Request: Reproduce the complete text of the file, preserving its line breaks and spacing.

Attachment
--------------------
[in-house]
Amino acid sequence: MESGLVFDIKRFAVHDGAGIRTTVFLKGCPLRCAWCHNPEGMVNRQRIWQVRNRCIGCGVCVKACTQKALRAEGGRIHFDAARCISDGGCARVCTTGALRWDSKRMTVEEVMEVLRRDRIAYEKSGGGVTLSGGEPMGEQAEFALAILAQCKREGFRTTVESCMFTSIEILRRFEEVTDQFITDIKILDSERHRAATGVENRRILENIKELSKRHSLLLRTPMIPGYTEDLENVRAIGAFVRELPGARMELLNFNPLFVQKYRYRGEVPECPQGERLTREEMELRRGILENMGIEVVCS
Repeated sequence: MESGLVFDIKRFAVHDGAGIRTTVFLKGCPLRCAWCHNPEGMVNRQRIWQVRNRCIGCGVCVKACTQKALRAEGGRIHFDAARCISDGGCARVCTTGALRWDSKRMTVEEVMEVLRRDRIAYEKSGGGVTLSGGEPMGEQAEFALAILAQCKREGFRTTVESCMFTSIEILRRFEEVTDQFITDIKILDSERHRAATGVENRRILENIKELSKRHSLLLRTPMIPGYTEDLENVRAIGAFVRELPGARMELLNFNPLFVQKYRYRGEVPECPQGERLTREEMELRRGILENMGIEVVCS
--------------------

[in-house]
Amino acid sequence: MESGLVFDIKRFAVHDGAGIRTTVFLKGCPLRCAWCHNPEGMVNRQRIWQVRNRCIGCGVCVKACTQKALRAEGGRIHFDAARCISDGGCARVCTTGALRWDSKRMTVEEVMEVLRRDRIAYEKSGGGVTLSGGEPMGEQAEFALAILAQCKREGFRTTVESCMFTSIEILRRFEEVTDQFITDIKILDSERHRAATGVENRRILENIKELSKRHSLLLRTPMIPGYTEDLENVRAIGAFVRELPGARMELLNFNPLFVQKYRYRGEVPECPQGERLTREEMELRRGILENMGIEVVCS
Repeated sequence: MESGLVFDIKRFAVHDGAGIRTTVFLKGCPLRCAWCHNPEGMVNRQRIWQVRNRCIGCGVCVKACTQKALRAEGGRIHFDAARCISDGGCARVCTTGALRWDSKRMTVEEVMEVLRRDRIAYEKSGGGVTLSGGEPMGEQAEFALAILAQCKREGFRTTVESCMFTSIEILRRFEEVTDQFITDIKILDSERHRAATGVENRRILENIKELSKRHSLLLRTPMIPGYTEDLENVRAIGAFVRELPGARMELLNFNPLFVQKYRYRGEVPECPQGERLTREEMELRRGILENMGIEVVCS